Hannah was a very ordinary woman who lived in an extraordinary time in Israel’s history. She became an integral part of that history though at the time she had no such thought. The time when Judges ruled over Israel was almost over and the Kings were coming. Hannah lived right before this transition occurred; in fact, her prayer helped to usher it in. Hannah was married to a man named Elkanah who dearly loved her but he also had another wife. The other wife, Pininnah, had children but not Hannah – “the Lord had closed her womb.” (1 Samuel 1:5) All of Hannah’s thoughts centered on being childless and her husband could not comfort her. She endured great provocation and ridicule from Pininnah for her barrenness and she continually sought the Lord to remove her reproach and give her a male child.
Each year Elkanah took his family up to Shiloh to worship God and offer sacrifices because there was a tabernacle of the Lord there and priests who ministered at the temple. One year during this trip Hannah had a divine appointment with her God. She entered into the Lord’s tabernacle to pray once again for her deepest need.
“And she was in bitterness of soul, and prayed to the Lord and wept in anguish. Then she made a vow and said, ‘O Lord of hosts, if You will indeed look on the affliction of Your maidservant and remember me, and not forget Your maidservant, but will give Your maidservant a male child, then I will give him to the Lord all the days of his life, and no razor shall come upon his head” (1 Samuel 1:10-11)
Hannah’s Vow Remembered
Eli, the priest, observed her and saw such anguished behavior that he thought she was drunk and he rebuked her for it. When she explained that she was indeed not drunk but was pouring out her heart to the Lord, he said; “Go in peace, and the God of Israel grant your petition which you have asked of Him.” (I Samuel 1:17) Hannah left the temple “and her face was no longer sad” (verse 18) because she had given her all in prayer and had made a vow that would cost her the very thing she sought.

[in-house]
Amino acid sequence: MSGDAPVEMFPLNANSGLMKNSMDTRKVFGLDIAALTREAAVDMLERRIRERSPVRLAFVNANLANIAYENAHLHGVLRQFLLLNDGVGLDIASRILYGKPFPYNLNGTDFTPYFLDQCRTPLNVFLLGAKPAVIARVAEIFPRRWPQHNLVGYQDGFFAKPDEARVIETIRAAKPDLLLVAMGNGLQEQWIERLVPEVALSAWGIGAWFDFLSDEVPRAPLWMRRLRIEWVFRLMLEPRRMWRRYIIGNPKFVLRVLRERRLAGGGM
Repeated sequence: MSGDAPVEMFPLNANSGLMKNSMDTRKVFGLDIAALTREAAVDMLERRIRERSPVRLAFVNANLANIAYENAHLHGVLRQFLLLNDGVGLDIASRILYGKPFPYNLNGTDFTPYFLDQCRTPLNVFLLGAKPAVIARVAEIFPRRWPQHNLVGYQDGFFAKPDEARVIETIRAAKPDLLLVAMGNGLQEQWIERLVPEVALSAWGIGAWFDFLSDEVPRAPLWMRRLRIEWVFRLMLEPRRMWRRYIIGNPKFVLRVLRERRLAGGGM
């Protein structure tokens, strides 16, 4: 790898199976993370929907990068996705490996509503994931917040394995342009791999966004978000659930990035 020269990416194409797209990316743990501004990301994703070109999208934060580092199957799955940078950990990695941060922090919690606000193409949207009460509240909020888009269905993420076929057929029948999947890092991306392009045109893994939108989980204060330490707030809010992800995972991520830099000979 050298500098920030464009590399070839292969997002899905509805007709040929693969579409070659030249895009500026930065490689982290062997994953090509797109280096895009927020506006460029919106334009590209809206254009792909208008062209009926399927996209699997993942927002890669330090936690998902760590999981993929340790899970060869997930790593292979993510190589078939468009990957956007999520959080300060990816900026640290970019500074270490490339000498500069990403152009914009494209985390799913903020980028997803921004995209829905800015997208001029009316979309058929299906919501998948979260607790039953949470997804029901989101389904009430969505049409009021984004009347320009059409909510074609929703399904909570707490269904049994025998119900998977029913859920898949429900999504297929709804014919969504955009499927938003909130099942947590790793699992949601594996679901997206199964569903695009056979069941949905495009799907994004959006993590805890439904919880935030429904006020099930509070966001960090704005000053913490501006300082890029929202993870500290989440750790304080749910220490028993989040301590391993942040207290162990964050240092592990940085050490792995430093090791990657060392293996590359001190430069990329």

The Bible says that God then remembered Hannah; she did conceive and had a male child whom she named Samuel. Hannah also remembered the vow she made to the Lord and when Samuel was weaned she took him up to the temple and entrusted him into the hands of Eli, the priest who had overheard her prayer.
Hannah may have been an ordinary woman but Samuel was not an ordinary child. Even as a tiny boy Samuel began to hear the voice of God which the Bible says was rare in Israel at that time. He grew up and became the greatest prophet in Israel’s history. He was a Judge over Israel; he anointed Saul as Israel’s first king and then anointed David as king after Saul’s disobedience disqualified him in God’s eyes. Samuel’s influence and power cannot be overestimated; he was a giant of a man that God used as a bridge between two epochs in the history of his chosen people. Two books of the Old Testament are named after him.
From Ordinary to Extraordinary